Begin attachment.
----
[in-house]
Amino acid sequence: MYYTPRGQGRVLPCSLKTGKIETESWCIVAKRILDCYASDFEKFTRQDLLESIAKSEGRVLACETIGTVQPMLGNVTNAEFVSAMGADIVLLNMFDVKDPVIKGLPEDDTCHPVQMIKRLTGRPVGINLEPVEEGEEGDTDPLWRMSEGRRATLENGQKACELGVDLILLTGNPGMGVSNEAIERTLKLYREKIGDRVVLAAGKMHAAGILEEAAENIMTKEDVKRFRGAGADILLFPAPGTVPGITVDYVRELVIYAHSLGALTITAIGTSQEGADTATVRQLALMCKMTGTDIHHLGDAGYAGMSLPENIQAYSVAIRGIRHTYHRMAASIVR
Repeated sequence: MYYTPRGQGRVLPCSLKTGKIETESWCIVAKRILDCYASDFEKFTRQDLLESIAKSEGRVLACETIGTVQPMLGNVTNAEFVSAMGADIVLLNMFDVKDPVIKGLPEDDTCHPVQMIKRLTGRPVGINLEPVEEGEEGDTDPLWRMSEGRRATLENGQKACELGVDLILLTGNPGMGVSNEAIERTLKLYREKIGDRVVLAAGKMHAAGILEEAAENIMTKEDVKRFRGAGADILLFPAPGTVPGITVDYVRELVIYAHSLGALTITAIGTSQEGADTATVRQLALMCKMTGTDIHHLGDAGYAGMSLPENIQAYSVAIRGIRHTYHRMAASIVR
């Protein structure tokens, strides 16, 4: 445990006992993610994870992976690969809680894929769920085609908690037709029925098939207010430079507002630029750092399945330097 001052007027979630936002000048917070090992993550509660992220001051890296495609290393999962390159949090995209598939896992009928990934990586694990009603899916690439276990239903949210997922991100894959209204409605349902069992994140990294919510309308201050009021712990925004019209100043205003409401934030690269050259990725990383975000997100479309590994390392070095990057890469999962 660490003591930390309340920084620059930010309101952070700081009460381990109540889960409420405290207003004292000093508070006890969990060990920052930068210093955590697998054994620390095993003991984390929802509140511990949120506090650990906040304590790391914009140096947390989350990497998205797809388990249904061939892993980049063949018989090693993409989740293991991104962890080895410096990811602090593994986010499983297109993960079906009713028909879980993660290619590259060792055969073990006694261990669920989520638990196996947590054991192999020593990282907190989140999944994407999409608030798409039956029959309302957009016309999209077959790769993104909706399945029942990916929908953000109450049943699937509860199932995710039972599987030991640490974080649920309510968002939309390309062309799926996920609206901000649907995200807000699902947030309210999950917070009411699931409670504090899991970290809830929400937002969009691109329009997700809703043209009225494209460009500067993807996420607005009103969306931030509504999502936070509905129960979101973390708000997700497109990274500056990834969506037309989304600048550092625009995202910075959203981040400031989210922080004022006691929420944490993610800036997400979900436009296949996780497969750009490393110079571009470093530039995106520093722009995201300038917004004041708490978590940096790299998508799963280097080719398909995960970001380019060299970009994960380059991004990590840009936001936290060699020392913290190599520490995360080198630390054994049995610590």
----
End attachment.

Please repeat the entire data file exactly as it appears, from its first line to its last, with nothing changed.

[in-house]
Amino acid sequence: MYYTPRGQGRVLPCSLKTGKIETESWCIVAKRILDCYASDFEKFTRQDLLESIAKSEGRVLACETIGTVQPMLGNVTNAEFVSAMGADIVLLNMFDVKDPVIKGLPEDDTCHPVQMIKRLTGRPVGINLEPVEEGEEGDTDPLWRMSEGRRATLENGQKACELGVDLILLTGNPGMGVSNEAIERTLKLYREKIGDRVVLAAGKMHAAGILEEAAENIMTKEDVKRFRGAGADILLFPAPGTVPGITVDYVRELVIYAHSLGALTITAIGTSQEGADTATVRQLALMCKMTGTDIHHLGDAGYAGMSLPENIQAYSVAIRGIRHTYHRMAASIVR
Repeated sequence: MYYTPRGQGRVLPCSLKTGKIETESWCIVAKRILDCYASDFEKFTRQDLLESIAKSEGRVLACETIGTVQPMLGNVTNAEFVSAMGADIVLLNMFDVKDPVIKGLPEDDTCHPVQMIKRLTGRPVGINLEPVEEGEEGDTDPLWRMSEGRRATLENGQKACELGVDLILLTGNPGMGVSNEAIERTLKLYREKIGDRVVLAAGKMHAAGILEEAAENIMTKEDVKRFRGAGADILLFPAPGTVPGITVDYVRELVIYAHSLGALTITAIGTSQEGADTATVRQLALMCKMTGTDIHHLGDAGYAGMSLPENIQAYSVAIRGIRHTYHRMAASIVR
């Protein structure tokens, strides 16, 4: 445990006992993610994870992976690969809680894929769920085609908690037709029925098939207010430079507002630029750092399945330097 001052007027979630936002000048917070090992993550509660992220001051890296495609290393999962390159949090995209598939896992009928990934990586694990009603899916690439276990239903949210997922991100894959209204409605349902069992994140990294919510309308201050009021712990925004019209100043205003409401934030690269050259990725990383975000997100479309590994390392070095990057890469999962 660490003591930390309340920084620059930010309101952070700081009460381990109540889960409420405290207003004292000093508070006890969990060990920052930068210093955590697998054994620390095993003991984390929802509140511990949120506090650990906040304590790391914009140096947390989350990497998205797809388990249904061939892993980049063949018989090693993409989740293991991104962890080895410096990811602090593994986010499983297109993960079906009713028909879980993660290619590259060792055969073990006694261990669920989520638990196996947590054991192999020593990282907190989140999944994407999409608030798409039956029959309302957009016309999209077959790769993104909706399945029942990916929908953000109450049943699937509860199932995710039972599987030991640490974080649920309510968002939309390309062309799926996920609206901000649907995200807000699902947030309210999950917070009411699931409670504090899991970290809830929400937002969009691109329009997700809703043209009225494209460009500067993807996420607005009103969306931030509504999502936070509905129960979101973390708000997700497109990274500056990834969506037309989304600048550092625009995202910075959203981040400031989210922080004022006691929420944490993610800036997400979900436009296949996780497969750009490393110079571009470093530039995106520093722009995201300038917004004041708490978590940096790299998508799963280097080719398909995960970001380019060299970009994960380059991004990590840009936001936290060699020392913290190599520490995360080198630390054994049995610590």